həʔapus Village Park overlooks businesses along SR 99. (Ray Dubicki)

For most folks, their mental image of a city park is somewhat focused, and kinda Victorian. It’s an Olmsted designed rolling green of trees and meadows and trails cloistered apart from the hustle. It’s a place to jog or dog walk or watch the clouds go by. There may be parasols.

But the city has industrial land too. And there are parks with trees and trails and playfields in those areas. Not enough, but they’re there. The limited number of green spaces among the city’s working manufacturers is just one of the constraints on these places.

Active Work [Yards]

Seattle has a couple of flavors of parks in industrial areas. Like many of the parks throughout the city, they roughly break down into their uses. There’s the athletic fields, the passive recreation open spaces, and the wooded natural reserves.

But industrial surroundings give any park a very different character. Trees and factories feel dissonant. What would be a very nice waterfront in most other parts of the city takes on a unique personality where traffic and steel move past.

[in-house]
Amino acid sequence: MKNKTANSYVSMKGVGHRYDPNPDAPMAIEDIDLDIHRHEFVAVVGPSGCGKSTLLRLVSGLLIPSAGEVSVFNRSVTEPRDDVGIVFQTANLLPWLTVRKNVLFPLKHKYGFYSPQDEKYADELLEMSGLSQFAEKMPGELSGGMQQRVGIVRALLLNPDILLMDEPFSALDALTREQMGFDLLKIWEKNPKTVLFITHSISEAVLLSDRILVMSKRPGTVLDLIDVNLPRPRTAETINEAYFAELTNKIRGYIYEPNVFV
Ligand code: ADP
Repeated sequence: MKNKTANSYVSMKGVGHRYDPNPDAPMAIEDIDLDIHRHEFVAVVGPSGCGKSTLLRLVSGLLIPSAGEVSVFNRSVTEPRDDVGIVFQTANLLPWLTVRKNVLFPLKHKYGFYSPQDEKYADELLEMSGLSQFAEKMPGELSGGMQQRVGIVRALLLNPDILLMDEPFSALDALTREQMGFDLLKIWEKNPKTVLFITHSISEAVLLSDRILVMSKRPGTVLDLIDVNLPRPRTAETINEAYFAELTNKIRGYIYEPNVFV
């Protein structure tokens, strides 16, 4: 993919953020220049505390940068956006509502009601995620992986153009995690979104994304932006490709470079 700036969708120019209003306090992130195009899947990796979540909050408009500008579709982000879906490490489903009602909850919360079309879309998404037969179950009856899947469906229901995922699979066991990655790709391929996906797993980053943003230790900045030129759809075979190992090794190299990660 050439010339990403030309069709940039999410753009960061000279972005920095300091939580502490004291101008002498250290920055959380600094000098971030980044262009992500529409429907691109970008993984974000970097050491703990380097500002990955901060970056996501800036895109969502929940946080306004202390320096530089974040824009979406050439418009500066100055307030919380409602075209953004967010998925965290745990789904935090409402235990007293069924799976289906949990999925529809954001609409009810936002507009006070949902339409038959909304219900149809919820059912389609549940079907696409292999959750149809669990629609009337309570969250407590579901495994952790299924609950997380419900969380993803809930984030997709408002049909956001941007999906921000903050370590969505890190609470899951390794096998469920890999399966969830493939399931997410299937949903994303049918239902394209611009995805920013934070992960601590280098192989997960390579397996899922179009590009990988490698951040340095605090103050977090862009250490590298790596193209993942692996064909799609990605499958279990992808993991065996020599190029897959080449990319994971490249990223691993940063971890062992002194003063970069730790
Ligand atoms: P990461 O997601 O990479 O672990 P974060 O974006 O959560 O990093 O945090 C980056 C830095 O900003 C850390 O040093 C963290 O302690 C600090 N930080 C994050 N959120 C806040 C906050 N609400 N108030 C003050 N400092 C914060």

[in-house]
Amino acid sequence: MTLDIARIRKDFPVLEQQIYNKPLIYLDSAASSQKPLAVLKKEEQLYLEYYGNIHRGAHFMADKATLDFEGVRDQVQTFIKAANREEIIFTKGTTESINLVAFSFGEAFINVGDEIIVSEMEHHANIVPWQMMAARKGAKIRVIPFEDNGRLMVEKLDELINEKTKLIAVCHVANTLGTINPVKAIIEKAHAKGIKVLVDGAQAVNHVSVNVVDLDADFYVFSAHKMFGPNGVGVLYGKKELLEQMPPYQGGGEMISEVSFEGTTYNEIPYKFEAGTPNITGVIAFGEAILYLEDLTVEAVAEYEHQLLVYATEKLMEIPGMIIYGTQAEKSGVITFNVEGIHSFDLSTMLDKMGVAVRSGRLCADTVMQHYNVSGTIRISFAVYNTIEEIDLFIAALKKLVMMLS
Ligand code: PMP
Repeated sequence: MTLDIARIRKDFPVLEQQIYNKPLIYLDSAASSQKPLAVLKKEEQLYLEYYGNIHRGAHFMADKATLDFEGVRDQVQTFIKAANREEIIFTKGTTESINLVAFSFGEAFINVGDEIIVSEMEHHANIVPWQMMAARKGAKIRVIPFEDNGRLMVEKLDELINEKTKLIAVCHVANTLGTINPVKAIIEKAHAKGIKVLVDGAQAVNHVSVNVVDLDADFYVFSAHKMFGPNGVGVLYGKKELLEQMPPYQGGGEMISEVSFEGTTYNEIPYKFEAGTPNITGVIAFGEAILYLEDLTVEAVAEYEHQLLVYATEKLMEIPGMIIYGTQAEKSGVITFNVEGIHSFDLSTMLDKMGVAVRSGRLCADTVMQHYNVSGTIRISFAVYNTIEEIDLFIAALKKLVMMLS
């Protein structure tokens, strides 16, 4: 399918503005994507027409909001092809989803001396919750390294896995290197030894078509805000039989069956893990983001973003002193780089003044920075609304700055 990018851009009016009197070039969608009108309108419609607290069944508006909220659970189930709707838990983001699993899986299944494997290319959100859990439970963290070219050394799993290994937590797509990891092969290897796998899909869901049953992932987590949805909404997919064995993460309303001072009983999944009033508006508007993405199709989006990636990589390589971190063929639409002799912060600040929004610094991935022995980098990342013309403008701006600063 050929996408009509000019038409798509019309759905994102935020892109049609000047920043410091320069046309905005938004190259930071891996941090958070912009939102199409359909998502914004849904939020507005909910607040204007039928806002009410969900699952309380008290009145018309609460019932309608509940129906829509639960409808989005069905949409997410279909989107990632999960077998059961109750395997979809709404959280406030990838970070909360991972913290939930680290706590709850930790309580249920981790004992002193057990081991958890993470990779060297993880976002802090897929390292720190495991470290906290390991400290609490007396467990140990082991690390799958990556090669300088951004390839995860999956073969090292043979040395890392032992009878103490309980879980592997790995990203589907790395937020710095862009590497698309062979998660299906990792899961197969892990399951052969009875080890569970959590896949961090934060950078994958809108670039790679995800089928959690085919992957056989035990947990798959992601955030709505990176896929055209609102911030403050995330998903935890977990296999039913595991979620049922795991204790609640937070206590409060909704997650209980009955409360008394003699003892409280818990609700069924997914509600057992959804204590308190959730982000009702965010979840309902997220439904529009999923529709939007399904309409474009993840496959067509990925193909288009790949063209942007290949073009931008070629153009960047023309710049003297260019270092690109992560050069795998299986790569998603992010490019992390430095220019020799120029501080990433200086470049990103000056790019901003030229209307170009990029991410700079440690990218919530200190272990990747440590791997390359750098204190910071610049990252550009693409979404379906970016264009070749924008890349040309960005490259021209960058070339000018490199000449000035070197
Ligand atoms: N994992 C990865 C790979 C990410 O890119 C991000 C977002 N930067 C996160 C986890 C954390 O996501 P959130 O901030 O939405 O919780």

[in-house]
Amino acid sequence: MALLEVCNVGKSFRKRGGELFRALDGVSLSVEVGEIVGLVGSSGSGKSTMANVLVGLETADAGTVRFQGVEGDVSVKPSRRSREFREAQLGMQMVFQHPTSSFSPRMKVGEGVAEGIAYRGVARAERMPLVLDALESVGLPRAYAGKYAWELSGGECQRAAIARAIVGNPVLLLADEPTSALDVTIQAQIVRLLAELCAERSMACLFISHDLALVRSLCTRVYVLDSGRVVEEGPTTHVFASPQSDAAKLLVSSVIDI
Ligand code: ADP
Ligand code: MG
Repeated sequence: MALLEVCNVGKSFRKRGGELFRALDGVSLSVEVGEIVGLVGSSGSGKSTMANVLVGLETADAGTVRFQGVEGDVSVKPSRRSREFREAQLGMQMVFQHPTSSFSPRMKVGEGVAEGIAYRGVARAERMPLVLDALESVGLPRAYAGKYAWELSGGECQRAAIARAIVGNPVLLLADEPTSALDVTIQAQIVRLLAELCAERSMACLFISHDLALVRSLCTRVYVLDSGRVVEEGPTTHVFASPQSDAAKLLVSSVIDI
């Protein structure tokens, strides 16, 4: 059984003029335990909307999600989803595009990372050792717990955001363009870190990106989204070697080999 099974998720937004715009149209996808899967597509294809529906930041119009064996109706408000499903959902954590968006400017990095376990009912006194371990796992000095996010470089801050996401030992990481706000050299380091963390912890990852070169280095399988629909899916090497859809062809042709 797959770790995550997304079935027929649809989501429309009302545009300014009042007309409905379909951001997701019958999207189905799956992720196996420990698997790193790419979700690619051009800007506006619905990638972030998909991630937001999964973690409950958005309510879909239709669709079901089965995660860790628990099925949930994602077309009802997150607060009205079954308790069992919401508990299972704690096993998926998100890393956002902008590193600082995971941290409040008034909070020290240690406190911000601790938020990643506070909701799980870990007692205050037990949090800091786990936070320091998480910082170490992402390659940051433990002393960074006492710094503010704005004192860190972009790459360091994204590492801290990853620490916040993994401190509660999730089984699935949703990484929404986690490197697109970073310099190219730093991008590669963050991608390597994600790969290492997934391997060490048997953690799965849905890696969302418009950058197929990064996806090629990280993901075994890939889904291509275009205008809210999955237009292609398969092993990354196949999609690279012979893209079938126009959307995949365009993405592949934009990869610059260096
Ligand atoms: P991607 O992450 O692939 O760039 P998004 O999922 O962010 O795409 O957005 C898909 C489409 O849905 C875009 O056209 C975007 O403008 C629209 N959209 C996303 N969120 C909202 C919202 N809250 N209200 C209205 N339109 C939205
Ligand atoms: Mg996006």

The Port of Seattle maintains a half dozen parks through the Duwamish watershed. Just off West Marginal Way across from the Duwamish Longhouse and Cultural Center, həʔapus Village Park sits on the river. It is a lovely park with public art, connections to the bike trails, and places to relax and watch the river go by. But the ever-present rumble of freight along Marginal Way and the movement of boats and cranes on the water can break the traditional feeling of park.

In Interbay, the well used Elliott Bay bike and walking trail winds through Myrtle Edwards, Centennial, and Elliott Bay Parks. Getting to that trail and those parks requires crossing the also heavily used BNSF rail tracks as well as the Elliott Avenue surface highway. For stretches of the trail, the breeze and water are mesmerizing. Then a stopped train gets moving and eighty couplers sequentially lock into place, in a wave of rolling sound that races past anyone on wheels. The park passes under the grain moving from Louis Dreyfus’s silos to waiting ships.